Government officials argued this was to help with investigations into crime committed over Voice Over Internet Protocol, or VoIP.

But computer crime experts said the Government’s planned tactics could also be used to monitor people’s phone calls and Internet data. As one expert said: Continue reading

So Google scans email for dodgy images – should we be worried about scanning for sensitive documents?

Gmail logo

You could be forgiven for not having heard of John Henry Skillern. The 41 year old is facing charges of possession and promotion of child pornography after Google detected images of child abuse on his Gmail account.

Because of his case we now know that Google “proactively scours hundreds of millions of email accounts” for certain images. The technology has raised some privacy concerns which have been largely brushed aside because, well, it’s child pornography.

Sky’s technology correspondent Tom Cheshire, for example, doesn’t think it is an invasion of our privacy for “technical and moral reasons”. But should journalists be worried about the wider applications of the technology, and the precedent being set?

Continue reading

The regional press on Twitter: interview with Johnston Press’s Mark Woodward

In a previous post, we saw that some regional newspapers do a lot better than others in terms of their Twitter click-through rate. Johnston Press titles, The Northampton Chronicle and Echo, The Scotsman and The Lancashire Evening Post tended to perform the best out of the 10 newspapers that we looked at in this regard.

The Online Journalism Blog talked to Mark Woodward, head of websites at Johnston Press, about the findings and about how Johnston Press sees Twitter as a whole.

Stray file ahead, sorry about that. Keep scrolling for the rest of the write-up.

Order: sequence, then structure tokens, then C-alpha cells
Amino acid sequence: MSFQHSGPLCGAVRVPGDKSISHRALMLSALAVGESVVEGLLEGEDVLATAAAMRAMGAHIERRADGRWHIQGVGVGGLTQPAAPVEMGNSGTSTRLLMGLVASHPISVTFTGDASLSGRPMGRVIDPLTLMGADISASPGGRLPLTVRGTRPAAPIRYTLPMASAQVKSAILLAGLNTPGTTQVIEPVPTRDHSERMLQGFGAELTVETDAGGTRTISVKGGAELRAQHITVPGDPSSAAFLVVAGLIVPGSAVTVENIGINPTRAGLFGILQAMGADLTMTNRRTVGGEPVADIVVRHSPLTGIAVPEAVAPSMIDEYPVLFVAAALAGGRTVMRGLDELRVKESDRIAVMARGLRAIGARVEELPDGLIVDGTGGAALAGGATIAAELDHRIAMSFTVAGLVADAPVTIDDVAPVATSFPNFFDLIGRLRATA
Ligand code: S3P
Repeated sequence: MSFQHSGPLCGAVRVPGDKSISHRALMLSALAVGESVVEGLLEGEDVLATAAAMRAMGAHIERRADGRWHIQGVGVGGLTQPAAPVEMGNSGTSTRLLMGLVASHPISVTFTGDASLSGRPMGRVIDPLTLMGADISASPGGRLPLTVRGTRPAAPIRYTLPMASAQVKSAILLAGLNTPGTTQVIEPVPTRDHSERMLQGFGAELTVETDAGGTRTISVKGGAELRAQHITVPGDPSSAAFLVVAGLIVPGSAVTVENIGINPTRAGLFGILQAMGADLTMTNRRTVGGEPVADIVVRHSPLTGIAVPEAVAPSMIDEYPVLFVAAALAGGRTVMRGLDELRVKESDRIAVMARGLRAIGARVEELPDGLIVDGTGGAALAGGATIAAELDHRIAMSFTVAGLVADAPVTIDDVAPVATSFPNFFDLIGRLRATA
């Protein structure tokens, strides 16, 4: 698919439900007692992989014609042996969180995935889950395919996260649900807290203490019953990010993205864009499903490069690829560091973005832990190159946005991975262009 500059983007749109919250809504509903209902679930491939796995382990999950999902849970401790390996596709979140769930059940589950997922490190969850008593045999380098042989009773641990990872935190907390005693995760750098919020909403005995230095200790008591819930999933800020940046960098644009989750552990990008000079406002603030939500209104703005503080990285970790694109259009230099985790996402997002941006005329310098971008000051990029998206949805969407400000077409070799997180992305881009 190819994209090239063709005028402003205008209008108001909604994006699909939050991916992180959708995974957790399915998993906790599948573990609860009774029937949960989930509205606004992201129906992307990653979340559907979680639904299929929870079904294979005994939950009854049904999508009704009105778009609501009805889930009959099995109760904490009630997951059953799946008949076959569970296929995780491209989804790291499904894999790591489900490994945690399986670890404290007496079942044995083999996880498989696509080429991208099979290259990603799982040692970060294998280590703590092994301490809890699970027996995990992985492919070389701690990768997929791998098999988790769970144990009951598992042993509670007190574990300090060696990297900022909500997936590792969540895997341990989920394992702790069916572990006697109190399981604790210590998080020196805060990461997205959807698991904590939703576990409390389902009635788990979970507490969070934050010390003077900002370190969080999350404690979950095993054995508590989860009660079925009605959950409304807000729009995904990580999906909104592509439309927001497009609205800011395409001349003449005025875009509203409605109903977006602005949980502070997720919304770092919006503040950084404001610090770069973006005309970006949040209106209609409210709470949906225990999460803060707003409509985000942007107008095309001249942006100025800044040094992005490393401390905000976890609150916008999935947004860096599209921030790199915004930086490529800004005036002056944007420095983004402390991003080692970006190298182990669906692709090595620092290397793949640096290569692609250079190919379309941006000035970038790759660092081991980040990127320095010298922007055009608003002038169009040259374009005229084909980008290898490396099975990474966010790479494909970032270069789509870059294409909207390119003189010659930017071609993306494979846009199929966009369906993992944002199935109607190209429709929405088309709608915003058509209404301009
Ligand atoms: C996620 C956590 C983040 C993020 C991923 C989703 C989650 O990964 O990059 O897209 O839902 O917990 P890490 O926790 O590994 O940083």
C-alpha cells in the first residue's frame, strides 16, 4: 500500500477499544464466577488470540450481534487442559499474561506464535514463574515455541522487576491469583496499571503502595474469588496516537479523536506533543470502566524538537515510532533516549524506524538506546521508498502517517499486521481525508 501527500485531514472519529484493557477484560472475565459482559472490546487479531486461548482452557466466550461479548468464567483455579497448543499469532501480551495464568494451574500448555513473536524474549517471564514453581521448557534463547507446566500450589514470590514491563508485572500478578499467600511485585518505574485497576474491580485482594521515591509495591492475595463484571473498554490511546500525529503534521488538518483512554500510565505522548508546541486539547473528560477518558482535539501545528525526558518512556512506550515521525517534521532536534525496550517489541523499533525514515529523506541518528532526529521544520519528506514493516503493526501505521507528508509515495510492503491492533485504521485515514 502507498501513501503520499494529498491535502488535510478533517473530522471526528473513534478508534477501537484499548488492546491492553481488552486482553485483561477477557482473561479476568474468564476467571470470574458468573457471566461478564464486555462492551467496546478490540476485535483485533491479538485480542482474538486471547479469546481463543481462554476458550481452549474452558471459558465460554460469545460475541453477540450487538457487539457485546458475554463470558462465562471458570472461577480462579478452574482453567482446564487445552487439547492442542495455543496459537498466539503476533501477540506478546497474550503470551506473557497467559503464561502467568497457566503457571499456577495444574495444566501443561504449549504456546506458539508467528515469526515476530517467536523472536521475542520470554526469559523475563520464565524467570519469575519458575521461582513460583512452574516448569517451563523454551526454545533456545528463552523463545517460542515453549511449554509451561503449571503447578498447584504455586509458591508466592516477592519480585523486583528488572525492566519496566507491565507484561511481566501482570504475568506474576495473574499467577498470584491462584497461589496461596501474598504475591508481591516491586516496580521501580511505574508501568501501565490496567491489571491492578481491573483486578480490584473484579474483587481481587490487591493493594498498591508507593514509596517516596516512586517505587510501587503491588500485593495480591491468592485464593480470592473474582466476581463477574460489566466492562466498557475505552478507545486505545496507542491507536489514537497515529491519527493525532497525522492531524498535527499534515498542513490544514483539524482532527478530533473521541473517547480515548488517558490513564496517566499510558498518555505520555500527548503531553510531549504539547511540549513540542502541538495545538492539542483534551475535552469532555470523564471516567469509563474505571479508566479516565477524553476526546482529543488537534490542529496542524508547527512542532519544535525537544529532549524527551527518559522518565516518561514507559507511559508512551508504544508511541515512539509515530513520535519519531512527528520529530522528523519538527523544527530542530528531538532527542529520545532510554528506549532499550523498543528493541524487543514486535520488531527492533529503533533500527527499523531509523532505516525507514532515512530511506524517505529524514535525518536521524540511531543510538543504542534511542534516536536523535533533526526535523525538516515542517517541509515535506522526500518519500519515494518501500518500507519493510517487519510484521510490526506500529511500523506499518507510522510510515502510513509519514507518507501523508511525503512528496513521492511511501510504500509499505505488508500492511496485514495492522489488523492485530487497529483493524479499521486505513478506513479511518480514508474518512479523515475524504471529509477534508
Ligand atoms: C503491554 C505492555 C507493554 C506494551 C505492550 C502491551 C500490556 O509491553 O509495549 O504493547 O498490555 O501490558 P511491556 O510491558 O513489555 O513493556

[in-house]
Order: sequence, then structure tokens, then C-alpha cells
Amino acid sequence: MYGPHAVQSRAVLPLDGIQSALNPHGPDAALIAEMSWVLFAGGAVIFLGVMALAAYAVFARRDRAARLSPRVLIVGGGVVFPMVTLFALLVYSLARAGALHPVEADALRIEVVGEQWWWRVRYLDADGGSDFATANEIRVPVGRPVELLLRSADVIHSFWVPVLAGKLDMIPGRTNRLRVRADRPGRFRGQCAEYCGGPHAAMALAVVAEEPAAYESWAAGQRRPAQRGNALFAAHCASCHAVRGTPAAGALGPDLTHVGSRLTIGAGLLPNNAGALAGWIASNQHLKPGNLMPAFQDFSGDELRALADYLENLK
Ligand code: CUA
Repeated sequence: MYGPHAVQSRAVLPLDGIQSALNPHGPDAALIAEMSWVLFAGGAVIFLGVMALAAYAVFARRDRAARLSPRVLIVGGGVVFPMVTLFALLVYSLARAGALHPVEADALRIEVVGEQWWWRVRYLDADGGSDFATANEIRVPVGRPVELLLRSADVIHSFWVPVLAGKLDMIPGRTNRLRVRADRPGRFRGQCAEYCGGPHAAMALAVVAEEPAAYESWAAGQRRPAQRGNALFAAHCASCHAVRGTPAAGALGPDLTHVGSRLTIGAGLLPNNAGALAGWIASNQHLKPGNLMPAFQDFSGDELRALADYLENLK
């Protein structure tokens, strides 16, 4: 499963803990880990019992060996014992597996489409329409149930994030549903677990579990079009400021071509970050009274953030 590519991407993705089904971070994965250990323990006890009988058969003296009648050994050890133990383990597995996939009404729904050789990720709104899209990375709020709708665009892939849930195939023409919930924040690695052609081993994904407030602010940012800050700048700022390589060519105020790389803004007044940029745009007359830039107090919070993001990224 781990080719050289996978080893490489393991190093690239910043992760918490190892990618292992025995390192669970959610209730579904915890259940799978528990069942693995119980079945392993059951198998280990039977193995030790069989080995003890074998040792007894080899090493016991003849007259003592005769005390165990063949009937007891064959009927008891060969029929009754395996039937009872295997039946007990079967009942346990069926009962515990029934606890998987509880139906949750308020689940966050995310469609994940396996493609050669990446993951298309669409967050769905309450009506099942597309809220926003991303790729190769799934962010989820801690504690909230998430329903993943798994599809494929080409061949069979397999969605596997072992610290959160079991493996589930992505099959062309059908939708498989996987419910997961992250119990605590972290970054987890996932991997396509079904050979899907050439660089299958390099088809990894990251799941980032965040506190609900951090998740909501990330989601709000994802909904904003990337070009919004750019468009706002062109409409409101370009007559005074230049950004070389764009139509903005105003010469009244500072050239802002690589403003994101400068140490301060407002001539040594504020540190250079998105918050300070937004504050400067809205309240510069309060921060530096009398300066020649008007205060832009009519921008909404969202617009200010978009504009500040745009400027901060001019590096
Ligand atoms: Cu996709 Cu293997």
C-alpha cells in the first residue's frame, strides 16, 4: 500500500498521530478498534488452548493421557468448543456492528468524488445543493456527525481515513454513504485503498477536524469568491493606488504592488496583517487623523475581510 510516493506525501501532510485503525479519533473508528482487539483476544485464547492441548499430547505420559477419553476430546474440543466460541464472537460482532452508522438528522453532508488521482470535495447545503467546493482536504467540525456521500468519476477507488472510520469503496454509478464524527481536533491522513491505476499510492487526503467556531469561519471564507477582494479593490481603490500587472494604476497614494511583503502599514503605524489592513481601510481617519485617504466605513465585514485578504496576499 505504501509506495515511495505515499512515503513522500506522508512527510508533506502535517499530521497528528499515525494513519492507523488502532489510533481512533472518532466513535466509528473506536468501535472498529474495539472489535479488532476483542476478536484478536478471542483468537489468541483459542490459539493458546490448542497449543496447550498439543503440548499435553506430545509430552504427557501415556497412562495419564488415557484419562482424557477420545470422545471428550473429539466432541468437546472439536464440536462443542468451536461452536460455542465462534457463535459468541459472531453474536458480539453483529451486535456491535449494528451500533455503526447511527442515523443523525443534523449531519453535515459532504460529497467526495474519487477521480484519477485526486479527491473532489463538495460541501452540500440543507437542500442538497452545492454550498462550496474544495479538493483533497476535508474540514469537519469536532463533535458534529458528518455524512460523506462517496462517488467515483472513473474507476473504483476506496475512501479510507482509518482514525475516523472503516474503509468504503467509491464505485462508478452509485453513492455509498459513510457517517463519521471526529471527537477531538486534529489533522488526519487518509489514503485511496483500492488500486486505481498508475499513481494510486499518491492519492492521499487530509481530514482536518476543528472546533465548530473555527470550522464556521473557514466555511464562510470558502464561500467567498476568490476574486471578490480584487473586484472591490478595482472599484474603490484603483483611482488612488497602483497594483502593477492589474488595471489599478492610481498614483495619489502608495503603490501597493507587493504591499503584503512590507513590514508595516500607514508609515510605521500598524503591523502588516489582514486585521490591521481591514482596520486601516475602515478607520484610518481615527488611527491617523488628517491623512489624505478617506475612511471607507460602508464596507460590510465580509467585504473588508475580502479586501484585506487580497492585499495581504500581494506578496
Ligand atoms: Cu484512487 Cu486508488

Johnston Press Logo

Image: Johnston Press

How Johnston Press adapted to Twitter

The need to adapt to the evolving digital landscape is very important for regional newspapers as they attempt to reduce the well documented decline in readership.

A large part of this adaptation is concerned with the growth of social media and the ways that this can be used to drive traffic to a news site.

Out of all the papers analysed in the original post, the Johnston Press titles seemed to be doing this best.

Continue reading

Online security for journalists: never assume you’re secure

image from xkcd

image from xkcd

With news last week of the New York Times and Washington Post being hacked recently, The Muckraker‘s Lyra McKee looks at internet security.

“They were able to hack into the computer and remotely access my Facebook account, printing out a transcript of a private conversation. Then they told me who I’d been talking to over the past week and who was on my contacts list. They’d hacked into my phone. When they first told me they could hack into computers and phones, I didn’t believe them. So they showed me.”

I was sitting at the kitchen table of one of Northern Ireland’s few investigative journalists. He was shaken.

In thirty years of reporting, Colin (not his real name) has seen things that would leave the average person traumatized. A confidante of IRA terrorists, he has shaken hands with assassins and invited them into his home for a chat over a cup of tea – as he had done with me that night.

A few weeks previous, during one visit from a source, the subject of hacking had come up. Continue reading